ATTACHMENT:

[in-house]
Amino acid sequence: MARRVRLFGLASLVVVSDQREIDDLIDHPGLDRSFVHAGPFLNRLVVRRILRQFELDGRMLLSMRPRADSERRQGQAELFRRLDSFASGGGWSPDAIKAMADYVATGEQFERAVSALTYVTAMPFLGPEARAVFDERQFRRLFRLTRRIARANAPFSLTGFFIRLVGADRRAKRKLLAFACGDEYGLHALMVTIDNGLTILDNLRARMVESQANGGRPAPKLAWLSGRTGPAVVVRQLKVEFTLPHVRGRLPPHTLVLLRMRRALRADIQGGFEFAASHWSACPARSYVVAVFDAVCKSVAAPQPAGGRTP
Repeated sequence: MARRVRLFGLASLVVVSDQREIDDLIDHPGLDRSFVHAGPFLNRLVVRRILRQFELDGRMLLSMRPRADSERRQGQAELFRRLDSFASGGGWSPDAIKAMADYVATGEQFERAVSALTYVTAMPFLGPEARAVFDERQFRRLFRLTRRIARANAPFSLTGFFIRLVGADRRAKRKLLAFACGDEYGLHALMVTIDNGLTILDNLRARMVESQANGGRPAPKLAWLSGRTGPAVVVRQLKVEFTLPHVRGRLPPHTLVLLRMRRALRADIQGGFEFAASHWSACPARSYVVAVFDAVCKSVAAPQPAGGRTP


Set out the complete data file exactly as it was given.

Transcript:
[in-house]
Amino acid sequence: MARRVRLFGLASLVVVSDQREIDDLIDHPGLDRSFVHAGPFLNRLVVRRILRQFELDGRMLLSMRPRADSERRQGQAELFRRLDSFASGGGWSPDAIKAMADYVATGEQFERAVSALTYVTAMPFLGPEARAVFDERQFRRLFRLTRRIARANAPFSLTGFFIRLVGADRRAKRKLLAFACGDEYGLHALMVTIDNGLTILDNLRARMVESQANGGRPAPKLAWLSGRTGPAVVVRQLKVEFTLPHVRGRLPPHTLVLLRMRRALRADIQGGFEFAASHWSACPARSYVVAVFDAVCKSVAAPQPAGGRTP
Repeated sequence: MARRVRLFGLASLVVVSDQREIDDLIDHPGLDRSFVHAGPFLNRLVVRRILRQFELDGRMLLSMRPRADSERRQGQAELFRRLDSFASGGGWSPDAIKAMADYVATGEQFERAVSALTYVTAMPFLGPEARAVFDERQFRRLFRLTRRIARANAPFSLTGFFIRLVGADRRAKRKLLAFACGDEYGLHALMVTIDNGLTILDNLRARMVESQANGGRPAPKLAWLSGRTGPAVVVRQLKVEFTLPHVRGRLPPHTLVLLRMRRALRADIQGGFEFAASHWSACPARSYVVAVFDAVCKSVAAPQPAGGRTP